The Atlantic Monthly

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<tr><th style="font-size: 90%;" align="center" colspan="2">Image:Atlantic Monthly.jpg
December 2005 issue of The Atlantic Monthly.</th></tr>
The Atlantic Monthly
Editor James Bennet
Categories literature, political science, foreign affairs
Frequency 10 per year
Circulation 425,000


The Atlantic Monthly Group
First Issue 1857
Country Image:Flag of the United States.svg United States
Language American English
ISSN 1072-7825
The Atlantic redirects here; for the ocean, see Atlantic Ocean.

The Atlantic Monthly (also known as The Atlantic) is an American literary/cultural magazine founded in Boston in 1857.

Its creators were a group of writers that included Ralph Waldo Emerson, Henry Wadsworth Longfellow, Oliver Wendell Holmes, Sr., and James Russell Lowell (who would become its first editor).


[edit] Format and periodicity

Originally a monthly publication, the magazine, subscribed to by 480,000 readers, now publishes ten times a year and features articles in the fields of political science and foreign affairs, as well as book reviews. Also in 2005 The Atlantic announced that it would cease including short stories in its regular issues, but rather in a single annual special edition.

[edit] Literary history

The Atlantic Monthly was the first to publish Julia Ward Howe's "Battle Hymn of the Republic" (on February 1, 1862), and William Parker's "The Freedman's Story" (in February and March 1866). In August 1963, the magazine published Martin Luther King, Jr.'s defense of civil disobedience in "Letter from Birmingham Jail". The magazine was a point of connection between Emily Dickinson and Thomas Wentworth Higginson; having read an article in the Atlantic by Higginson, Dickinson asked him to become her mentor. It has also published many of the works of Mark Twain, including one that managed to escape publication until 2001. Its best known current writers are James Fallows, Mark Bowden, Corby Kummer, and Caitlin Flanagan.

The magazine has also published speculative articles that inspired the development of whole new technologies. The classic example is the publication of Vannevar Bush's essay "As We May Think" in July 1945, which inspired Douglas Engelbart and later Ted Nelson to develop the modern workstation and hypertext technology.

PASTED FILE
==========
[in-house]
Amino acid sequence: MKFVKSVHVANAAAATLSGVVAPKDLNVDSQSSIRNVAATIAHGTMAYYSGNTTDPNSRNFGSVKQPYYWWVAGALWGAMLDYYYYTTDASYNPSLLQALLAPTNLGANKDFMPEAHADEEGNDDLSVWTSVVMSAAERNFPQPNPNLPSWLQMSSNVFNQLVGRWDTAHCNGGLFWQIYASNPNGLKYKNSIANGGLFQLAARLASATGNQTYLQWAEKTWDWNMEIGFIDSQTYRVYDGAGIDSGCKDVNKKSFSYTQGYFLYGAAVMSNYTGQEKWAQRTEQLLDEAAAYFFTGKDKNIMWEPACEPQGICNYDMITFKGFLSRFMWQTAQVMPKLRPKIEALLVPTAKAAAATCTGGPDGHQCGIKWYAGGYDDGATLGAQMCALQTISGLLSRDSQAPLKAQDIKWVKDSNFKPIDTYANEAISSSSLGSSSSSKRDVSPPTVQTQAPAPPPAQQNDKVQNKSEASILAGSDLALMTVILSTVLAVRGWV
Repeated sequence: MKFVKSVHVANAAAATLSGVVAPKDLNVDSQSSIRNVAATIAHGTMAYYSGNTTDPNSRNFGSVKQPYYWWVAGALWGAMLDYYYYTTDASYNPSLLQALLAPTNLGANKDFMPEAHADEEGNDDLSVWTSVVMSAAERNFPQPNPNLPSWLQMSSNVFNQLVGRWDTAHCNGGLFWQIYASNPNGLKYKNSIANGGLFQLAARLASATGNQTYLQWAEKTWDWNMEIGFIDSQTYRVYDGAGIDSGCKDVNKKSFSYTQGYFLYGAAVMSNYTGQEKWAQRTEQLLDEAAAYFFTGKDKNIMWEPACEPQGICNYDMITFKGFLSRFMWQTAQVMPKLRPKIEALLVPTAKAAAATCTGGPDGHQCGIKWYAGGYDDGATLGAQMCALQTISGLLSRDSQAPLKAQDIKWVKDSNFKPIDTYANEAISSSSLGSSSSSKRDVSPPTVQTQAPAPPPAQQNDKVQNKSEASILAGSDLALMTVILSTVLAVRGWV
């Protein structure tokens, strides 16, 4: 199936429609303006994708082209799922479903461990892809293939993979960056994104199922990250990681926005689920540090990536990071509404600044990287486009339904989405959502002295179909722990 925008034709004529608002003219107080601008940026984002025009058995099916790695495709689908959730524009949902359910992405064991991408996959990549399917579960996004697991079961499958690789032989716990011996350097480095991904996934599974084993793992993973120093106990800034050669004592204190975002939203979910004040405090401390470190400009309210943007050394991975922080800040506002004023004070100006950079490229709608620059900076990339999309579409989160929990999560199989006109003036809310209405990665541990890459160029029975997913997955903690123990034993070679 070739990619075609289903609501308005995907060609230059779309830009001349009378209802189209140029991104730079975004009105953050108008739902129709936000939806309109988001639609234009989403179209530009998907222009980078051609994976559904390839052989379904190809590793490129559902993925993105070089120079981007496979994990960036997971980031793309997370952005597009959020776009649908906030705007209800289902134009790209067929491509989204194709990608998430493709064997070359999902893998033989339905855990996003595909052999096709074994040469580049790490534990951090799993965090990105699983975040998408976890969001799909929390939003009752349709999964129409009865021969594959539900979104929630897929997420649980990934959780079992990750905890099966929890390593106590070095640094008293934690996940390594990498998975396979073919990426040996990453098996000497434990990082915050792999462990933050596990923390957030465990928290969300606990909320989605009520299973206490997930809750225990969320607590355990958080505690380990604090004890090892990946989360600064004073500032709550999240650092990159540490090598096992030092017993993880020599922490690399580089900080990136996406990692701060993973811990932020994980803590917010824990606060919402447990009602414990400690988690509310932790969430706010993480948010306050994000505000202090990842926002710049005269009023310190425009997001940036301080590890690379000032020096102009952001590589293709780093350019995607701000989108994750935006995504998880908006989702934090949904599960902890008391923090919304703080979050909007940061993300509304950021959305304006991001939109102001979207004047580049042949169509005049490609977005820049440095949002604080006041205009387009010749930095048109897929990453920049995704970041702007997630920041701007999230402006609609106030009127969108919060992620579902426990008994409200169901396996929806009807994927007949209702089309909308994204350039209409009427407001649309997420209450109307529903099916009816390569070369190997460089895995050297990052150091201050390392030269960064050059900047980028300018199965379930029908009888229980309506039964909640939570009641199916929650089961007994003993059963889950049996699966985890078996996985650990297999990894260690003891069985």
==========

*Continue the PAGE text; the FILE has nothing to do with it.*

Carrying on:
[edit] Ownership

Image:Battle Hymn of the Republic.jpg
February 1862 edition of The Atlantic Monthly, with The Battle Hymn of the Republic on the front page.

For all but its recent existence, The Atlantic has been known as a distinctively New England literary magazine (as opposed to Harper's and later The New Yorker, both from New York), and by its third year was published by the famous Boston publishing house of Ticknor and Fields (later to become part of Houghton Mifflin). The magazine was purchased by its then editor, Ellery Sedgwick, during World War I, but remained in Boston.

In 1980, the magazine was acquired by Mortimer Zuckerman, property magnate and founder of Boston Properties, who became its Chairman.

On September 27, 1999, ownership of the magazine was transferred from Zuckerman to David Bradley, owner of the beltway news-focused National Journal Group. Although Bradley had promised that no major changes were in store, the magazine's publishers announced in April 2005, that the editorial offices would leave their long-time home at 77 North Washington St. in Boston to join the company's advertising and circulation divisions in Washington, D.C. apparently due to the high cost of Boston real estate.<ref>"Atlantic, 148-year institution, leaving city magazine of Twain, James, Howells heads to capital, Boston Globe, April 15, 2005</ref> Later, in August, Bradley told the New York Observer, cost cutting from the move would amount to a minor $200,000–$300,000 and those savings would be swallowed by severance related spending. The reason, then, was to create a hub in Washington where the top minds from all of Bradley's publications could collaborate. Few of the Boston staff agreed to relocate, allowing Bradley to embark on an open search for a new editorial staff.<ref>"Atlantic owner scours country for cinder-editor", New York Observer, August 29September 5, 2005</ref>

[edit] Trivia

[edit] List of editors

[edit] References

<references />

[edit] External links

fr:The Atlantic Monthly

The Atlantic Monthly

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